Can architecture achieve what humans can at best aspire to? Can it forge a dialog between religions and thus reveal common ground while also capturing the differences? In Germany, interreligious dialog has been underway for some time now. This is the country that produced Luther and thus gave birth to the Protestant Church alongside the Roman Catholic Church; it is, as the land of the Shoah linked inexorably with the Jewish faith, and is defined by the integration of Muslim immigrants and their descendants. German society today is a melting pot of religions and cultures, and respected worldwide for the peaceful coexistence here of these different cultures and religions. Not to forget that some dolts who are still stuck in a past era repeatedly manage to oppose the German culture of openness and tolerance. Now, intercultural and interreligious dialog in Germany may be emphatically underscored by a special and quite incomparable structure. An audacious experiment.
The very idea is courageous. And the fact that it is also to be realized attests to the especially strong wish to create a shared building in Berlin for all three monotheist religious communities, for the Christians, Jews and Muslims. A prayer and teaching hall, a church, a synagogue and a mosque all rolled into one. Multi-religious halls and buildings already exist elsewhere, for example at airports. In Bern, Switzerland, one is just being built to cater for six different religions. Yet none of these designs is as coherent, as poignant and perhaps as polarizing as the prayer house in Berlin – the winning proposal was presented to the public a few months back. Now there’s a book showing all 38 entries to the international architecture competition and it conveys a clear impression of how the project has been approached – and not only in German and English, but also in Hebrew, Turkish and Arabic.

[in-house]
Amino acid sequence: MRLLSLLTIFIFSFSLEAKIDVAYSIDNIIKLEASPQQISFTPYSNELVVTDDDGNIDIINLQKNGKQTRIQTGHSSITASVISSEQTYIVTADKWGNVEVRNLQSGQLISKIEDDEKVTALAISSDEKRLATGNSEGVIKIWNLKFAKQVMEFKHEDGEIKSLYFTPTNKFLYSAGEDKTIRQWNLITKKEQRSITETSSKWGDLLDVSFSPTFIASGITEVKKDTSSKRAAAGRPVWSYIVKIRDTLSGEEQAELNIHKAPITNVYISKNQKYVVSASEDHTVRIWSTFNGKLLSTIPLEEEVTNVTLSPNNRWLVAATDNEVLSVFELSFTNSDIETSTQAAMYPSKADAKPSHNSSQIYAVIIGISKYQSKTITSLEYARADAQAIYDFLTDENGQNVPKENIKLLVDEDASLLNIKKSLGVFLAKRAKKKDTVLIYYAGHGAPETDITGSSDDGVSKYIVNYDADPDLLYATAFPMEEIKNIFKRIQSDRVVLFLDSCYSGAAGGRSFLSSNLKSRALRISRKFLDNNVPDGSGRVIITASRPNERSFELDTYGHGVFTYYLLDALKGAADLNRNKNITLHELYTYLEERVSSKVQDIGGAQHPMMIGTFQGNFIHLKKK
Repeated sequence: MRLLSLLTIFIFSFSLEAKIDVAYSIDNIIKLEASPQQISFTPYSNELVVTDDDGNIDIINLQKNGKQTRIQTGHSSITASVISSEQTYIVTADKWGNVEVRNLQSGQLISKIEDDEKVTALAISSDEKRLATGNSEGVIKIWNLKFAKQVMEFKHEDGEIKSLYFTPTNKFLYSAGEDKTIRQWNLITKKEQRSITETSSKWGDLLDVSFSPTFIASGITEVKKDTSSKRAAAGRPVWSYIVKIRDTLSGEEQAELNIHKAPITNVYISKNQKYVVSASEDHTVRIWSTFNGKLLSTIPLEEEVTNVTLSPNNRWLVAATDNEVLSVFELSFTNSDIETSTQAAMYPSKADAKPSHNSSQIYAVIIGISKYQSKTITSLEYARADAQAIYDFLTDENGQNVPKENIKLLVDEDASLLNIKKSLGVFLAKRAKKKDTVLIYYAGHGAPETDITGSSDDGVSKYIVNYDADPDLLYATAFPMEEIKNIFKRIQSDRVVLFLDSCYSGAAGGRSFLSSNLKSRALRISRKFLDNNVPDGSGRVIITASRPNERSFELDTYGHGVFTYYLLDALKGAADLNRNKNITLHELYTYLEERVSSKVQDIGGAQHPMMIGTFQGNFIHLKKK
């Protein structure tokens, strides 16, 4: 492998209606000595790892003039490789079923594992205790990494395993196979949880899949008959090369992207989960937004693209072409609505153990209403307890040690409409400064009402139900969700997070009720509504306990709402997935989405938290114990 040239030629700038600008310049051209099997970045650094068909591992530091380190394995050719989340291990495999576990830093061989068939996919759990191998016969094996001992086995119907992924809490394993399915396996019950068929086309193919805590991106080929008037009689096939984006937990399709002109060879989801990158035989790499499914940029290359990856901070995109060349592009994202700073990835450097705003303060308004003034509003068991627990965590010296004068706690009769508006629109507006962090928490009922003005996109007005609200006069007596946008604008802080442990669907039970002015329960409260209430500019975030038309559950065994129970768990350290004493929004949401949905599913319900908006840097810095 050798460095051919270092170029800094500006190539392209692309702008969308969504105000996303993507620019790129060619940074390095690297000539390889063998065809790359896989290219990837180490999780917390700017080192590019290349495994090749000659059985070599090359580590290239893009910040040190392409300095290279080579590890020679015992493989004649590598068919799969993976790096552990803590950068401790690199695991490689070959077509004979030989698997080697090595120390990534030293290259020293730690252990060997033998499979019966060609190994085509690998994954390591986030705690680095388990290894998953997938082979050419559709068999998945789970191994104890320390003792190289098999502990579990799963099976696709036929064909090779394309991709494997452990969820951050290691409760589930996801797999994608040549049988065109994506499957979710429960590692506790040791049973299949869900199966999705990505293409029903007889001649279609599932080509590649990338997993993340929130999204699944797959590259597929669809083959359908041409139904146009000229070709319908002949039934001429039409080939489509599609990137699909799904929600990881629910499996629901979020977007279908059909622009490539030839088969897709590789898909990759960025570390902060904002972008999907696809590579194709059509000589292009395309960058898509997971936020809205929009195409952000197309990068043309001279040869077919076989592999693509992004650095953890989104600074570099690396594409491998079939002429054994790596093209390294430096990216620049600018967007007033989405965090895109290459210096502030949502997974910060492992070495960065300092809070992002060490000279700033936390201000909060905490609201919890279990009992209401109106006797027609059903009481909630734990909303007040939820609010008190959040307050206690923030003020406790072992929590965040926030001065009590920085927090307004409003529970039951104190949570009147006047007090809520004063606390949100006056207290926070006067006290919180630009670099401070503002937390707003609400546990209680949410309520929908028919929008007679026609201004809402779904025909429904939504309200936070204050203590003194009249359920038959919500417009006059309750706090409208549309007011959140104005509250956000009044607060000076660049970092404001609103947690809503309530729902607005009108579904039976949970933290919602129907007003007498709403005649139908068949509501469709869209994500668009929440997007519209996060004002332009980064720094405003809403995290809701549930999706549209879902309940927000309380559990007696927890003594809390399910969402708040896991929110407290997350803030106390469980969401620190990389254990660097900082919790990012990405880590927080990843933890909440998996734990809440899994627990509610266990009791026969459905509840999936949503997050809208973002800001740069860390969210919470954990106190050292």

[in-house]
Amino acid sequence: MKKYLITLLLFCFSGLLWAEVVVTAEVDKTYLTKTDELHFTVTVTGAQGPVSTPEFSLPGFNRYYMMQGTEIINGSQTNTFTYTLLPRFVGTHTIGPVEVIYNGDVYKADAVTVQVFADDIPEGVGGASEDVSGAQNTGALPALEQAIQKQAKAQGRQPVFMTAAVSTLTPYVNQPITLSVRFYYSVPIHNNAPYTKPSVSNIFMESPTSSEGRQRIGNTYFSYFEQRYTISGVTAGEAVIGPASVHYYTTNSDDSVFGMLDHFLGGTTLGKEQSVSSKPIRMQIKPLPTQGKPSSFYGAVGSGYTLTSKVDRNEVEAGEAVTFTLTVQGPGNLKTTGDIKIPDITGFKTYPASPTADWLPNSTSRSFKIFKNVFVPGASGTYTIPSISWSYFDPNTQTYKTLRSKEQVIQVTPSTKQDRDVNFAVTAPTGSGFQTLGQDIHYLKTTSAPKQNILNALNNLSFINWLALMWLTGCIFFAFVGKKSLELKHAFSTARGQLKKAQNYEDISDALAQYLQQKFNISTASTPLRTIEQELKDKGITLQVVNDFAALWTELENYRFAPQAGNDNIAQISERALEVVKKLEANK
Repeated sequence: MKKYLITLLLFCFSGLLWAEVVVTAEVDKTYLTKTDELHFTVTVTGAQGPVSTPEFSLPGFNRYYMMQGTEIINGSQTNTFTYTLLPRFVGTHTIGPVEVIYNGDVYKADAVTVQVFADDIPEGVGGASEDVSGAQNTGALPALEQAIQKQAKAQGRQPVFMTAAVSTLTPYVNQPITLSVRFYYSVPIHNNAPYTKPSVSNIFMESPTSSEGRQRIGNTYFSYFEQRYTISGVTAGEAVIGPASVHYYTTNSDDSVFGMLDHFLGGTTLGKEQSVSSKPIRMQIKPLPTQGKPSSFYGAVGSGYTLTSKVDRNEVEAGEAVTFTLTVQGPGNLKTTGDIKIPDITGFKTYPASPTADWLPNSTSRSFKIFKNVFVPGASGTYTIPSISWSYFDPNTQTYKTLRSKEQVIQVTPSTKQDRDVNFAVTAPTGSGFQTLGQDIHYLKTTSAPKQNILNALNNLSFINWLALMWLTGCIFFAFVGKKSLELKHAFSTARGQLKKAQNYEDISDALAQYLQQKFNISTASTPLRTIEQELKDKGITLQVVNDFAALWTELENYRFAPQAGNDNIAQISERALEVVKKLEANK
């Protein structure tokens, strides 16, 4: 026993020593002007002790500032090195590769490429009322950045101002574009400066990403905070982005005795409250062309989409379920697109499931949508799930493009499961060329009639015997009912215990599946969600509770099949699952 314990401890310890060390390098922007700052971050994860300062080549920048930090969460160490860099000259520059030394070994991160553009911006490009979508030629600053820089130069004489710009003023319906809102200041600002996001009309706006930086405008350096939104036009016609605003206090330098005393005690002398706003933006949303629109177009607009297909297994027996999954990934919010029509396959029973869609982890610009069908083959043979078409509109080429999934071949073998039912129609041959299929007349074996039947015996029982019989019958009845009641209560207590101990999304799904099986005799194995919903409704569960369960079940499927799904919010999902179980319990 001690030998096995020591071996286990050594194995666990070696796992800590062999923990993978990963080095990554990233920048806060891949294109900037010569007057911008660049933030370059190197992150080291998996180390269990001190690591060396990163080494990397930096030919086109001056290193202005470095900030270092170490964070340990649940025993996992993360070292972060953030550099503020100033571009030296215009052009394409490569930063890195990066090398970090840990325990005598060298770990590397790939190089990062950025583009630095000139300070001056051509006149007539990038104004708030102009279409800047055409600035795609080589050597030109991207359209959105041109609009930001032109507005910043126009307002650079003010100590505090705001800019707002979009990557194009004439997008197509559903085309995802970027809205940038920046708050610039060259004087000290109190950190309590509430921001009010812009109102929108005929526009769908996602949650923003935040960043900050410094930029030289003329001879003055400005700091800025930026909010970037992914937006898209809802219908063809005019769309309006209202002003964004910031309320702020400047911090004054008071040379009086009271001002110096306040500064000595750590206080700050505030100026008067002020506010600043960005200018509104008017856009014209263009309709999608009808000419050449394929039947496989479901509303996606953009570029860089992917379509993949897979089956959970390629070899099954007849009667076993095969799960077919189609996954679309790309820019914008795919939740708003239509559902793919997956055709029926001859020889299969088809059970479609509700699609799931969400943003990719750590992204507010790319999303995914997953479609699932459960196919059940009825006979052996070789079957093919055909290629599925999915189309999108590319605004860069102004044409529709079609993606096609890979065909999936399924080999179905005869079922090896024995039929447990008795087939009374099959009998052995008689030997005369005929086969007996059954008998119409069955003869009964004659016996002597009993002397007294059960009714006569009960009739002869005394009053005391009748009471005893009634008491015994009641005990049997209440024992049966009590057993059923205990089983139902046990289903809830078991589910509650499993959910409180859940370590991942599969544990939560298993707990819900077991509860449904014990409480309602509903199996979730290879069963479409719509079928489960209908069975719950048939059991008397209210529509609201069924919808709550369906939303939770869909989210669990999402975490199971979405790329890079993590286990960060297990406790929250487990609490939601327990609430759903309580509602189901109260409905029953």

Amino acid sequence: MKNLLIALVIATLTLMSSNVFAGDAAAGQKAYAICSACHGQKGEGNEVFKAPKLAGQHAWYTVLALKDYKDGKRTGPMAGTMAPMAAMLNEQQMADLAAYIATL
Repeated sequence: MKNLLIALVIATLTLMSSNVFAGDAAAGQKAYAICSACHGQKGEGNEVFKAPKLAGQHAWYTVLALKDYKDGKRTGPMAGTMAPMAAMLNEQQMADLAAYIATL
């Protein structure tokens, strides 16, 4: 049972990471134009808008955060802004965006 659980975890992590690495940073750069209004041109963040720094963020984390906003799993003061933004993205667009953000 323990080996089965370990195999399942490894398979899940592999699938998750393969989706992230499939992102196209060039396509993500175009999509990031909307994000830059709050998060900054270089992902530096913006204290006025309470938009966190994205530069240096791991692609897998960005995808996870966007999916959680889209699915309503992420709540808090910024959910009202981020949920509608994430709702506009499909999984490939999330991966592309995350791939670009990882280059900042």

The project was initiated some two years ago when the Protestant parish of St.Petri-St.Marien took up the challenge of trying to bring life back to Petriplatz in Berlin’s Mitte district. In the years 2006-9, excavation work had uncovered the foundations of a predecessor church that dated as far as the 13th century. Four churches were built here, in line with the ups and downs in the city’s fortunes. The last of them was erected in 1853 to Neo-Gothic designs by Heinrich Strack, but the structure suffered severe damage in World War II bombing raids and at the instruction of Walter Ulbricht was torn down in East German days. Since that time, Petriplatz has stood empty, until the excavations began.